After I’ve done some interviews and gathered up some electronic documents, all carefully footnoted, I take a break from gathering to do some mid-process processing of the material I’ve gathered so far. How soon I do this after I start my research, and how often I do this, depends largely on the expected length of my document — sooner and more often for shorter docs.

For this stage, I make a new document in the top level of project’s folder, and I give it the lofty name “Jewels.” Here is where I put the quotes and facts from all my interviews and documents notes that I think I will actually use in the piece. Here, for example, is “Wal-Mart jewels” that I made while researching “God and Satan in Bentonville,” the piece I wrote about Wal-Mart for Playboy in 2003. (For some reason, I don’t have that story on my “Articles” page — I’ll do my best to fix that soon — but on this page is a link to a story that the New York Times, of all papers, wrote about it.)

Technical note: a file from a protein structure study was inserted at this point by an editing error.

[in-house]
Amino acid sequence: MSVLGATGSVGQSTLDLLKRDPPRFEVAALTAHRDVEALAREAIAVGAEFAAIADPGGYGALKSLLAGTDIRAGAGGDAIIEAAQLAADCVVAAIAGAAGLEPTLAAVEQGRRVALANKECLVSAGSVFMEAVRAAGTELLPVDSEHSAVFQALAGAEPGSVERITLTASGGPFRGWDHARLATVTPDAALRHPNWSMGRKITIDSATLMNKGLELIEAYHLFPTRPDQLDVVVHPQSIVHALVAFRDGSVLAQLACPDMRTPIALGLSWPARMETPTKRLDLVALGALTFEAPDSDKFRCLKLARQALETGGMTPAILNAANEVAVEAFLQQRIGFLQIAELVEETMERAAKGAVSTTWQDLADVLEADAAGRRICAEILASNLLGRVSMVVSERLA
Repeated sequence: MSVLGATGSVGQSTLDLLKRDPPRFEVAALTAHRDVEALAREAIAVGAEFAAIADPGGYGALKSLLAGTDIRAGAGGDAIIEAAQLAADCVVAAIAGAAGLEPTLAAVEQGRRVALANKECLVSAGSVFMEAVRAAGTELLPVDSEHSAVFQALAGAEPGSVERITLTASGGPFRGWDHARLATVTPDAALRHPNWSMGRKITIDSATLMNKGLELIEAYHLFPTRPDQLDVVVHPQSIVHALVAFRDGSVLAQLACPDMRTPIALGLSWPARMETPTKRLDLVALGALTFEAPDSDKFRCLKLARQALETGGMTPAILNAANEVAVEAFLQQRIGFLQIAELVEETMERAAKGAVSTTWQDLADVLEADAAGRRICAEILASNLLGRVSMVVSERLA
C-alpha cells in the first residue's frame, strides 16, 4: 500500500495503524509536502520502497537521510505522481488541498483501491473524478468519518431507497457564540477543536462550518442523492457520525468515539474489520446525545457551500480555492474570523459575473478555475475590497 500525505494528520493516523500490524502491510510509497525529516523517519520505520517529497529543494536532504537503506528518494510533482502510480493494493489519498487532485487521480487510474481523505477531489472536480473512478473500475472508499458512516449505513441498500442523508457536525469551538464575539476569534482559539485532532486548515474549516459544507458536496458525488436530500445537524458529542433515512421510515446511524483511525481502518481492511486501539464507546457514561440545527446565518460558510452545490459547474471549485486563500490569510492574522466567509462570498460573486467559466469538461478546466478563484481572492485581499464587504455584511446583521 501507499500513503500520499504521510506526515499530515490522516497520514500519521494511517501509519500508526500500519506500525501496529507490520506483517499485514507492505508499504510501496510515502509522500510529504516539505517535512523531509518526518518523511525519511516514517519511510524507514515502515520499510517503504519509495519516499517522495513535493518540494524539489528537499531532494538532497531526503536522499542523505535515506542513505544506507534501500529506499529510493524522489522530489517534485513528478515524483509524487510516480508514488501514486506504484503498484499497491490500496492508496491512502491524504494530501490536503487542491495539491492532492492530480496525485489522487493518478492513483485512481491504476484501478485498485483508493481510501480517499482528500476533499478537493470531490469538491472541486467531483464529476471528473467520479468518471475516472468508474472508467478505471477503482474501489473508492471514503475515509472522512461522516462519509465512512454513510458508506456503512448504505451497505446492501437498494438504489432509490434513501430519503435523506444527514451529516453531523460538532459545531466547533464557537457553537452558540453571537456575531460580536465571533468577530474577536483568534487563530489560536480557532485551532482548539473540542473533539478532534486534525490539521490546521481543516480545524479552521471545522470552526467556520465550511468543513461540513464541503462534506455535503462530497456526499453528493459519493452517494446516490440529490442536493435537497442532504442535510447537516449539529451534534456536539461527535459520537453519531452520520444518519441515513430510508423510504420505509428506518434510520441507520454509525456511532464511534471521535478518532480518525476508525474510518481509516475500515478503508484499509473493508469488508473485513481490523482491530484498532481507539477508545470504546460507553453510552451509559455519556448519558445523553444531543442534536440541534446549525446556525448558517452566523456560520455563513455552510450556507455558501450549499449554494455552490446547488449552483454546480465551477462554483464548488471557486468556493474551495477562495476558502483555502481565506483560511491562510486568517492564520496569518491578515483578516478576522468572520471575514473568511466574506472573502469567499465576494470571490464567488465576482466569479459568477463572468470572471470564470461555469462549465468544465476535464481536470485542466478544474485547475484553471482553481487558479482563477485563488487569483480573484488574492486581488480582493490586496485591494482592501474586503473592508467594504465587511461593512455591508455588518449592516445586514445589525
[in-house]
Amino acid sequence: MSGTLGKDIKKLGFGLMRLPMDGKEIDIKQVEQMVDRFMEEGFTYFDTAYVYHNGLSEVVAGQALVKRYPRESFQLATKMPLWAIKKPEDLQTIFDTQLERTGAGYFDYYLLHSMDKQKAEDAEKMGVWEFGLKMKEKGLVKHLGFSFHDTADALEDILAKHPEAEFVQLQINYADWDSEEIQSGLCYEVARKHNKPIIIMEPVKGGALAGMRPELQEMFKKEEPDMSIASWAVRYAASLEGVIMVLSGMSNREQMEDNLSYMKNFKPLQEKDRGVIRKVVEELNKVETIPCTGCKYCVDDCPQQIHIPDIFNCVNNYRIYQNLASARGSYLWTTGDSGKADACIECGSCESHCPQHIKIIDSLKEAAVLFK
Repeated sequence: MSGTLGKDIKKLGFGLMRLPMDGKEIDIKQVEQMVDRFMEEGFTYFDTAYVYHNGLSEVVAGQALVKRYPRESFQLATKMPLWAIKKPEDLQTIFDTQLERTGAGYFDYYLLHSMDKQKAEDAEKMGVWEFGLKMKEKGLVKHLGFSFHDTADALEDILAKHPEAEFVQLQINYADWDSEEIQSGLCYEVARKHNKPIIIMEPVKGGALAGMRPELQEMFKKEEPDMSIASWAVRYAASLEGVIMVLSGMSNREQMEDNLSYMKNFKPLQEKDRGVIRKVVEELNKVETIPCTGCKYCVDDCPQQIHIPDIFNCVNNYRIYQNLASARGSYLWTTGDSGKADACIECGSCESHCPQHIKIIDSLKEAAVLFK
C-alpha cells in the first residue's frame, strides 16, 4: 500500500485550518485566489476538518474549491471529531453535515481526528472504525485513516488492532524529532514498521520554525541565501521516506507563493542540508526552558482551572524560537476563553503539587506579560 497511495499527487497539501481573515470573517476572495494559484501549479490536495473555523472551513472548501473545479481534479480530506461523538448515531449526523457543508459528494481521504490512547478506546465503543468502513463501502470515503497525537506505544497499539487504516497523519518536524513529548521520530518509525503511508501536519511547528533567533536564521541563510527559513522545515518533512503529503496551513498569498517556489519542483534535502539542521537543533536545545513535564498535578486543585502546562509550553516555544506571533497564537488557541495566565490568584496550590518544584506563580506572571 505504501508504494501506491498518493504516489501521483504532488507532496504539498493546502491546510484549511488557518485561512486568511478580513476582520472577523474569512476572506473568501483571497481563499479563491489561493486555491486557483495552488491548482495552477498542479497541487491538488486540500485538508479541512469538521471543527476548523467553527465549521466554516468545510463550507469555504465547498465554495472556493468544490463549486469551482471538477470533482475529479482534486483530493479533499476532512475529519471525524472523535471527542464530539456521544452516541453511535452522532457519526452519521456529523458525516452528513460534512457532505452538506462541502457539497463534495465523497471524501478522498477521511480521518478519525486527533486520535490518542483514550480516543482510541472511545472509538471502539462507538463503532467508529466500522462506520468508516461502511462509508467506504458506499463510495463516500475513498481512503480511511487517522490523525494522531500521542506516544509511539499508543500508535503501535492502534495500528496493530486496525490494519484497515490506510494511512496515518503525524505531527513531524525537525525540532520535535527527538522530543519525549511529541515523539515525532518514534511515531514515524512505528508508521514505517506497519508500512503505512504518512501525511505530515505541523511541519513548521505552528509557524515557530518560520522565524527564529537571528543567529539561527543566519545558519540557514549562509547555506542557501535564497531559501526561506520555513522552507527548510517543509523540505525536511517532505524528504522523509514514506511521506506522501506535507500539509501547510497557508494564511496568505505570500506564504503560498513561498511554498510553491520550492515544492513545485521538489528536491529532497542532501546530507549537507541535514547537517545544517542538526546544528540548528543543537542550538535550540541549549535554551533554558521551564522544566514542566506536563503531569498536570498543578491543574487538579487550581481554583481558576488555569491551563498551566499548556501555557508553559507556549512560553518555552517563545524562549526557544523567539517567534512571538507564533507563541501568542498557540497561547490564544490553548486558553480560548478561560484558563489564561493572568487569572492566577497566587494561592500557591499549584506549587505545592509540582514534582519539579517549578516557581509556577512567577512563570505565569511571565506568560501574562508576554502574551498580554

By the time you’re done reading all the interviews and documents you have to date, you should be able to fill up a few single-spaced pages Now, when you’re writing, you’ll be looking at just a few dense pages instead of splashing around in all your notes, feverishly looking for that quote about the cordwood. Again, footnote every individual jewel on the page  so that the footnoting is all done when you’re writing your piece/proposal/book chapter. 


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